In the method of operation of this invention, the illuminating device is chosen to emit radiant energy at whatever wavelength has the highest absorption by the fluid within the vessel. In turn, the vessel is preferably coated or otherwise provided with the capability of substantially reflecting radiant energy at such wavelength. Upon activation of the illuminating device, the interior surface of the vessel becomes illuminated with substantially uniform light energy in accordance with the integrating sphere theory described above. The fluid within the vessel, particularly in zero gravity conditions, may be in contact with the vessel wall, free floating, or some combination thereof. In any event, the fluid absorbs some of the radiant energy in the course of passage therethrough, and the amount of energy absorbed is proportional to the amount of fluid in the vessel. As the amount of fluid present within the vessel decreases, the less amount of energy is absorbed and the more energy is sensed or measured by the photo-detector, and vice versa.
This "absorption" of radiant energy by the fluid is related to the absorption coefficient, or the measure of the rate of decrease of intensity of a beam of photons or particles in the course of passage through a particular substance or medium. When radiant energy enters a substance or medium, part of it is subjected to absorption and another part is scattered. The absorbed portion ceases to exist as radiation and is converted to other forms of energy such as heat, or is re-emitted as secondary radiation otherwise known as fluorescence.
Conventional methods of measuring the absorption coefficient for a particular fluid or other substance involve using a spectrophotometer. A spectrophotometer operates by directing a beam of monochromatic light through a sample contained in a curette, and then the intensity-reduced beam irradiates a photodetector positioned about 180° from incident. The errors which can arise in this type of measurement of the absorption coefficient include reflection, convergence, spectral slit width, scattering, fluorescence, chemical reaction, and, inhomogeneity and anisotropy of the sample.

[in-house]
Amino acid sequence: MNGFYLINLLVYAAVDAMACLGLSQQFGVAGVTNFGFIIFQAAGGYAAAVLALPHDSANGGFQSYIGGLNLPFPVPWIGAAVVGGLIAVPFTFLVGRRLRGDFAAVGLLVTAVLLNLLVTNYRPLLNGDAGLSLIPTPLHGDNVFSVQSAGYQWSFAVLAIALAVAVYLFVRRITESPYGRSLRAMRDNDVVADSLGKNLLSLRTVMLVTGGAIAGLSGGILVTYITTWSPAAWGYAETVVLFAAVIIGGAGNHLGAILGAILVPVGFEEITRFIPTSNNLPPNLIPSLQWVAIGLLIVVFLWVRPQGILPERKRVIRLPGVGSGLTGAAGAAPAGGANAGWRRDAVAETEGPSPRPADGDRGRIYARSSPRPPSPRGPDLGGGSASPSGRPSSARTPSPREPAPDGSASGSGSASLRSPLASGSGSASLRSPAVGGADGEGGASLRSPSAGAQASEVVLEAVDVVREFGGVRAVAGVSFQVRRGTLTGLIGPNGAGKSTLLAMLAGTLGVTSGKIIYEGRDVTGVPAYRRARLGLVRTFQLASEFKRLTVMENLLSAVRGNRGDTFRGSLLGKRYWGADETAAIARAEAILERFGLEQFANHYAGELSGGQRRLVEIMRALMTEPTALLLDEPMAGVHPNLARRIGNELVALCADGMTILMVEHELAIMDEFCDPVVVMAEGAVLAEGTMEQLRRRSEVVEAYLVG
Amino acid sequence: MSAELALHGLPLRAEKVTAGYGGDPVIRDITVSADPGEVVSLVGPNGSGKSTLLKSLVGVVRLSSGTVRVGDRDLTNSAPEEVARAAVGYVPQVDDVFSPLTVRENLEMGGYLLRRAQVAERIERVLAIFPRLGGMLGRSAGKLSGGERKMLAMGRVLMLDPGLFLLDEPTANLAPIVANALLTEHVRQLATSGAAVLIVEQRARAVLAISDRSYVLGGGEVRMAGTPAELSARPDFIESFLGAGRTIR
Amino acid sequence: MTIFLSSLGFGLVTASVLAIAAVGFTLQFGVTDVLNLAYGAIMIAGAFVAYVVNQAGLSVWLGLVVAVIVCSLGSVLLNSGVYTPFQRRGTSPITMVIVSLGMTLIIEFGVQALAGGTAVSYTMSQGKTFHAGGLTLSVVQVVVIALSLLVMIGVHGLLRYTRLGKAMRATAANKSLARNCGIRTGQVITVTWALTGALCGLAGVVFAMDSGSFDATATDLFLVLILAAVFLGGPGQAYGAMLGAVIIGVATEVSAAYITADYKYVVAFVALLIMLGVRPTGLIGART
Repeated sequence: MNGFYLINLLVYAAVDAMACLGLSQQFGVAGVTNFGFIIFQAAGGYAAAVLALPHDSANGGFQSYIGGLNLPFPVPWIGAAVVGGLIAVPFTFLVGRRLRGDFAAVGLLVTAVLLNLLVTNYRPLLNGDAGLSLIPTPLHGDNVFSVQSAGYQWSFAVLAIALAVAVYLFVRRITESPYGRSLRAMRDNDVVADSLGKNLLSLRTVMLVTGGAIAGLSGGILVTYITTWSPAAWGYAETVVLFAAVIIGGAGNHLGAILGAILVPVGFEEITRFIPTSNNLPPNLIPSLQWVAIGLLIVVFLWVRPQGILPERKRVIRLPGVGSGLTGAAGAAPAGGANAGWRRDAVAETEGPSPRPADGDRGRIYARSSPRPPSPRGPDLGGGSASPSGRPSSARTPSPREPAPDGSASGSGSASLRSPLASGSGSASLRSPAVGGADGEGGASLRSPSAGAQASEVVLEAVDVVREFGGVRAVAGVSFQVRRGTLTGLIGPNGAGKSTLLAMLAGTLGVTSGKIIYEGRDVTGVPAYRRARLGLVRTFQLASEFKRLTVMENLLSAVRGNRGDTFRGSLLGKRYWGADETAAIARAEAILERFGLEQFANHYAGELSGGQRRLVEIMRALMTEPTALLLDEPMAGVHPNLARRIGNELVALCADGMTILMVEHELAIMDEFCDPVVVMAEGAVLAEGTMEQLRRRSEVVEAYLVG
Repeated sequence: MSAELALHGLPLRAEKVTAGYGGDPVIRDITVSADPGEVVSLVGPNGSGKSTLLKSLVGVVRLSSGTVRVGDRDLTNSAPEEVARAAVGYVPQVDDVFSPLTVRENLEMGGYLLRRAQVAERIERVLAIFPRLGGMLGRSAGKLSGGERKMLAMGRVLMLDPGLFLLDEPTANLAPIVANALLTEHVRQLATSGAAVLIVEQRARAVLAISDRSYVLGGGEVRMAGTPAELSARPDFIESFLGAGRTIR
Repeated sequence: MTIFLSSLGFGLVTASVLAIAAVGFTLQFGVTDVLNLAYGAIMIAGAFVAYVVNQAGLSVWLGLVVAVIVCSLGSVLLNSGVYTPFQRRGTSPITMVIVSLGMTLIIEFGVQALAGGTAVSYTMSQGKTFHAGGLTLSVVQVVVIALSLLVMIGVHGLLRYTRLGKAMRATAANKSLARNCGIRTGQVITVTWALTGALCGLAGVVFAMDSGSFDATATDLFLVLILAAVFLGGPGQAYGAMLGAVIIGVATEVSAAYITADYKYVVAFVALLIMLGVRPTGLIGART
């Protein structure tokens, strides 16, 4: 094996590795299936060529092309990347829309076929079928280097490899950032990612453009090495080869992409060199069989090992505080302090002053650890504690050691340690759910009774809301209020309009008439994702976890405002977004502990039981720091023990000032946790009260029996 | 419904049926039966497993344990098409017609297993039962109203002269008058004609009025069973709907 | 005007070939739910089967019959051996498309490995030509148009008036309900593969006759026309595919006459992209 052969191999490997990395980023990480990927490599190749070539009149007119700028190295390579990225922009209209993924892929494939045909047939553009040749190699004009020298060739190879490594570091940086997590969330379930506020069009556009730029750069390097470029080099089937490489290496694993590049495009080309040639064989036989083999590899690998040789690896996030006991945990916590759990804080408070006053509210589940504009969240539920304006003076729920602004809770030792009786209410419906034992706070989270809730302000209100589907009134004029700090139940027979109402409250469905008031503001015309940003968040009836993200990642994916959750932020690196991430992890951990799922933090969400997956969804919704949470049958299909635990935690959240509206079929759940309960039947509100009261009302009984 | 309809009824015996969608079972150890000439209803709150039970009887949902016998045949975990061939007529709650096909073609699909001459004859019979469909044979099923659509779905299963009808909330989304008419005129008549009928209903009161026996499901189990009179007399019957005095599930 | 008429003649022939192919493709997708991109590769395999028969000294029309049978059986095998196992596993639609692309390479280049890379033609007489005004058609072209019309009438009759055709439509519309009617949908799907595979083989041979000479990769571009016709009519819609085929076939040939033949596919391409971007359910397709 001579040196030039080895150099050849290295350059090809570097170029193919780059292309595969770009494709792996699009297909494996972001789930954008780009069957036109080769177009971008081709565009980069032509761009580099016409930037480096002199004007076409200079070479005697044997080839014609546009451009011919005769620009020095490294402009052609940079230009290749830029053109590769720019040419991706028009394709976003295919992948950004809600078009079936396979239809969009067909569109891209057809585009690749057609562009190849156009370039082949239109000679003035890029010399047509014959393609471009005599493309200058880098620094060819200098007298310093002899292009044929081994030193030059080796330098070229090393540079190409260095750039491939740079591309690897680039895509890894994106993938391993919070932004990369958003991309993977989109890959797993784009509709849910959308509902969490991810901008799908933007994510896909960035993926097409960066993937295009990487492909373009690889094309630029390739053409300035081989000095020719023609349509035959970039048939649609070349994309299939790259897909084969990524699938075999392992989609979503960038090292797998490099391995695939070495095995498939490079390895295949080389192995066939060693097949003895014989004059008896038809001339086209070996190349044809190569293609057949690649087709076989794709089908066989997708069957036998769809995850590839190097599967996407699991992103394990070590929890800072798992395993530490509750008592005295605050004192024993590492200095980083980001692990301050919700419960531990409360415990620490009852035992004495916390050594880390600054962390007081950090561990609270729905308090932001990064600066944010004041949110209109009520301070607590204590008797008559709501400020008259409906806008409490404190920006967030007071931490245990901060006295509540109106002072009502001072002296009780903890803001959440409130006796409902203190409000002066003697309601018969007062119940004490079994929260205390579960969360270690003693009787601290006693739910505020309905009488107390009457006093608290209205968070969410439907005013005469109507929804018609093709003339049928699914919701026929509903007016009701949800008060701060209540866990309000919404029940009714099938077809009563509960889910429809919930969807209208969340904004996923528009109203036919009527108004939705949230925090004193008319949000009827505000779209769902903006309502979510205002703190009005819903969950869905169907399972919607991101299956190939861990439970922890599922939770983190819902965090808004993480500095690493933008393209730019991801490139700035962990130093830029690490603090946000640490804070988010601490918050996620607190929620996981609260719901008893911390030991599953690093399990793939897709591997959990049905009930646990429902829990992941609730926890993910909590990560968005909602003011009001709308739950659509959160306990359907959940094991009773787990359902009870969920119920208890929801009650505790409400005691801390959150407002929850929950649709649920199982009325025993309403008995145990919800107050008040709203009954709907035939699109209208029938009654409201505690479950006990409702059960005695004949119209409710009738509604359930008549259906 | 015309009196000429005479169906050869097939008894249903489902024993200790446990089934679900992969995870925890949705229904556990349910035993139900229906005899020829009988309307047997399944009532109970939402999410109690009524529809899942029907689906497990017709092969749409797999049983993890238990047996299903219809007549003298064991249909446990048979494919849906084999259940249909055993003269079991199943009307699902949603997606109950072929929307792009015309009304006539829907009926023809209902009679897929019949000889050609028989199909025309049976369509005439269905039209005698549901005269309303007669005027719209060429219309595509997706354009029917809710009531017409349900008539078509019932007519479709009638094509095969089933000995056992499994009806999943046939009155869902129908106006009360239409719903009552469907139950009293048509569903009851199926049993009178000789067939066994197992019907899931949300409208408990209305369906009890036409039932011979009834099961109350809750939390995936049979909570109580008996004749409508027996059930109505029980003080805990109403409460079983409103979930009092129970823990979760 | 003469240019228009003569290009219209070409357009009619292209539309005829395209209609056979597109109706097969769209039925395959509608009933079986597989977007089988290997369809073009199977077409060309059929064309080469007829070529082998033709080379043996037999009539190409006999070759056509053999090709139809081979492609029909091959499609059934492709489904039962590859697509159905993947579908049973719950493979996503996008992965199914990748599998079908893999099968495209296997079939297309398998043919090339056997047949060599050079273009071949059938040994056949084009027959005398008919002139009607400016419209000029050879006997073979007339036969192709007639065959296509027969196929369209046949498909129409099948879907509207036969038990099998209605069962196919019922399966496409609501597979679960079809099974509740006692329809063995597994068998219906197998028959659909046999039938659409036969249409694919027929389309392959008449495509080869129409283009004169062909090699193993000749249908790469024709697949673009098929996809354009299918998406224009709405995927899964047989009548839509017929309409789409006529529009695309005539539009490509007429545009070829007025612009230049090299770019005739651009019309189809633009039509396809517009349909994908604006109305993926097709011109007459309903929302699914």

These types of errors in measurement of the absorption coefficient are substantially eliminated by the method and apparatus of this invention. As noted above, by employing a vessel which functions as an integrating sphere, the entire interior of the vessel is uniformly illuminated with radiant energy from a single beam of light. That portion of the radiant energy introduced into the vessel interior which is not absorbed by the fluid can be measured at essentially any location within the interior of the vessel. The position of the photo-detector is therefore completely independent of any fluid level or position of the fluid within the vessel, allowing an accurate energy measurement to be taken in zero gravity or any other conditions. Preferably, the illuminating device and photo-detector are positioned relative to one another so as to avoid direct radiation of the detector by the illuminating device, or, alternatively, a barrier can be mounted within the vessel interior in position to physically block direct irradiation of the photodetector.
FIG. 1 is an elevational view, in cross section, of one embodiment of the apparatus of this invention;
FIG. 2 is a cross sectional view of an alternative embodiment herein;
FIG. 3 is an enlarged view of one embodiment of a combined illuminating device and detector; and
FIG. 4 depicts the devices of FIG. 3 as viewed from the outside of the vessel.
Referring initially to FIG. 1, a vessel 10 is illustrated which includes a generally cylindrical-shaped wall 12 closed at opposite ends by hemispherical end caps 14 and 16 defining a hollow interior 18. The interior surface 20 of wall 12 is preferably coated with an optically-diffusing, highly reflective paint, or is otherwise capable of reflecting radiant energy of a particular wavelength, as described below.
An illuminating device 22 is mounted to the wall 12 of the vessel in position to introduce radiant energy into the vessel interior 18. The device 22 includes a light source 24 operated by a controller 30, schematically depicted in FIG. 1. The controller 30 is operative to turn on and off the light source 24 to obtain a fluid quantity measurement in the manner described below.
In one presently preferred embodiment, a radiant energy detecting device, such as a photo-detector 32, is mounted to the wall 12 of vessel 10 opposite the light source 24. The photo-detector 32 is operative to measure the energy per unit area of illumination (watts/cm2) within the vessel interior 18, and send a signal to the controller 30 having a component which is representative of such measurement. Preferably, a barrier 34 is mounted within the interior 18 of the vessel 10 in position to prevent direct irradiation of the photo-detector 32 by the illuminating device 22.
Referring to FIGS. 3 and 4, it is contemplated that the light source 24 and photo-detector 32 can be mounted side-by-side within a housing 28 carried by the wall 12 of the vessel 10, instead of on opposite sides thereof as depicted in FIG. 1. The light source 24 is provided with a parabolic lens 25 to direct radiant energy into the vessel interior 18 without directly irradiating the photo-detector 32.